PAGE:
by Bauke Kamstra
Simplicity is difficult for almost everyone, and especially us writers. We take a simple concept and allow other distractions to crowd in: adjectives and adverbs; side stories and backstories; trifles, that though beautiful, should be cut.
But poet Bauke Kamstra doesn’t fall prey to such dead weight. In his Passion Demands a Vocabulary of Desire, Vol. 3, he exerts a breathtaking discipline of 1 idea + few words = a thought that will stick with you all day.
—I can still fight this my legs strong (if weak in the knees)
& it yet lies beyond my grasp
for how can you hold the sea?—
Because I don’t know the poet personally, I can’t tell if the succinctness of his poetry came first, followed by the collection’s secondary title — 101 Tweets to Inspire Your Followers — or vice versa. I suspect the former, with the latter capitalizing on what people can relate to.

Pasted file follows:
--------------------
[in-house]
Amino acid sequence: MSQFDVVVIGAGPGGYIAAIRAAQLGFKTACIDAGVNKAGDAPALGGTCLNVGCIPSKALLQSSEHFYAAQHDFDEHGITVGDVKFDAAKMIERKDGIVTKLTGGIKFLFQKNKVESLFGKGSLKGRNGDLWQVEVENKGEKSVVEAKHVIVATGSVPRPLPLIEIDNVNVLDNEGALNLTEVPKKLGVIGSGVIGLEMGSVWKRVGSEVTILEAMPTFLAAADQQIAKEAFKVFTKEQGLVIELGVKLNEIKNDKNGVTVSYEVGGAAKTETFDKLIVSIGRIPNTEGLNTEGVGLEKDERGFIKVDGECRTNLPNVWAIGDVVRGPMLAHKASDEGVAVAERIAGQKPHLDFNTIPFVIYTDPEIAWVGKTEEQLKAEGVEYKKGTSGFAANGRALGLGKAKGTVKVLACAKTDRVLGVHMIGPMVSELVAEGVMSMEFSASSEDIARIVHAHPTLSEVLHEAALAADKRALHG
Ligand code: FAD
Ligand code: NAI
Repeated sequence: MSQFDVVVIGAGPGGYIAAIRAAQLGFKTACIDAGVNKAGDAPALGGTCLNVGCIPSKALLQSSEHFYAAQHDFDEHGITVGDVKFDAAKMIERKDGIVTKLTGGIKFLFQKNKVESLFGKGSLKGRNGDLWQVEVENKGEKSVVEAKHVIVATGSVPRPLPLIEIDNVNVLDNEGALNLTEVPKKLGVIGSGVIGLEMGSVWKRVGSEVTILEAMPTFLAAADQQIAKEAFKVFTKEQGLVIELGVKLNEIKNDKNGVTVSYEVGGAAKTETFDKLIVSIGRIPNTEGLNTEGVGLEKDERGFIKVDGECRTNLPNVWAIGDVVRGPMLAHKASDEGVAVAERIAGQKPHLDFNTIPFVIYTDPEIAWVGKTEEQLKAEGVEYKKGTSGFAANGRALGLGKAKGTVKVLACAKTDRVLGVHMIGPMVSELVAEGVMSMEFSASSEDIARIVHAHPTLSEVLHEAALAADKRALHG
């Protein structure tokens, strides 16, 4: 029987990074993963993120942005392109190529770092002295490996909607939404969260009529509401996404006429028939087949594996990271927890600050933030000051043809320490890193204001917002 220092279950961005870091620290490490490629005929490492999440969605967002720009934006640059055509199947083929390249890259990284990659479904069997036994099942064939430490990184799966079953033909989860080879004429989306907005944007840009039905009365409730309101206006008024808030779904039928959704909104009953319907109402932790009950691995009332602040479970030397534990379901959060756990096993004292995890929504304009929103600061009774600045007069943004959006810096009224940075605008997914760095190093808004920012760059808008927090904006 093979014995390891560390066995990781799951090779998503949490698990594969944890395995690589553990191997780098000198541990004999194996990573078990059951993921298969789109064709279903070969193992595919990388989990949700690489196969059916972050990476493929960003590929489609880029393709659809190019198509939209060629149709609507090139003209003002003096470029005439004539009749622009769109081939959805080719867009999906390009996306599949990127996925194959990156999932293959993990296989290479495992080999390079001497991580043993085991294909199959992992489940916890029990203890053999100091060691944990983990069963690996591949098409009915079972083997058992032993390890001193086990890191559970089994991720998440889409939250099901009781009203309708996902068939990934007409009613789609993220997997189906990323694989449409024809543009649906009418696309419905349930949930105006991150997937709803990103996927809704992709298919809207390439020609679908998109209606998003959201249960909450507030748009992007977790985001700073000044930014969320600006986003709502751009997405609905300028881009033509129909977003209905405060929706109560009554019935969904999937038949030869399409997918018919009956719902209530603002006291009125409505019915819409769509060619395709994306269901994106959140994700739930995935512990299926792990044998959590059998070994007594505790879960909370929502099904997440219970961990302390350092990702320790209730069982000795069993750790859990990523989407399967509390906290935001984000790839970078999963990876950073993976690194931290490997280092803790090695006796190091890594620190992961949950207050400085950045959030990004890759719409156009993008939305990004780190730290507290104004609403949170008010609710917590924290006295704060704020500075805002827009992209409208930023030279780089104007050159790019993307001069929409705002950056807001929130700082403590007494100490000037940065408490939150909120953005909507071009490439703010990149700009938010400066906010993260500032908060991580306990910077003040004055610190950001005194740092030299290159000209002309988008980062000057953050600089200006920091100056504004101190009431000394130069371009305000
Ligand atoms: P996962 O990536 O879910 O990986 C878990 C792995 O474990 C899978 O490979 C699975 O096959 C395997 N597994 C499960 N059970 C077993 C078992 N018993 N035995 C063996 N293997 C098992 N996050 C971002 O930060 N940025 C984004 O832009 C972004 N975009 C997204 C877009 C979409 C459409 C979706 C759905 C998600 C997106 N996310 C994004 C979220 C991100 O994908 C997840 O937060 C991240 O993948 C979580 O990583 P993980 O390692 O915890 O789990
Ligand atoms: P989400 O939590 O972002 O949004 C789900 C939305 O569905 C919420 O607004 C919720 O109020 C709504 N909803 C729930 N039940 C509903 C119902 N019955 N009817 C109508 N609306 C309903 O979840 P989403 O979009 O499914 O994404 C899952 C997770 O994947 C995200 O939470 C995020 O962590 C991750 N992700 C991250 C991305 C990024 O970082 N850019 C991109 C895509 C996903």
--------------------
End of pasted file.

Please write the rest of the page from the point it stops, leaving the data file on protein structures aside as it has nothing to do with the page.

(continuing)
What I know, however, is that for me, poetry is abstract art. I have to find an artist whose abstraction speaks to me in a language I understand, which I find that to be true for this poet’s verse. His choice and combination of each poem’s few words sing in my head, rather than confuse me.
—a held remark stiff in the craw a stone in the belly baked at oven temperatures you know I must let it go so I run into the wood.—
The abstractness of poetry in general comes in all textures, from soft to bed-of-nails harsh. I’m fondest of the comfort level this poet from Nova Scotia exudes: a firmness that drives out the sentimental to leave a form of salt residue like that along the ocean. In other words, a rough natural beauty. Because all too often when dealing with themes of passion, desire and love, the temptation to rose-color the human experience proves irresistible. Not so with these poems, which leave me feeling true in a windswept, scoured way.
Nicely don, Bauke Kamstra!
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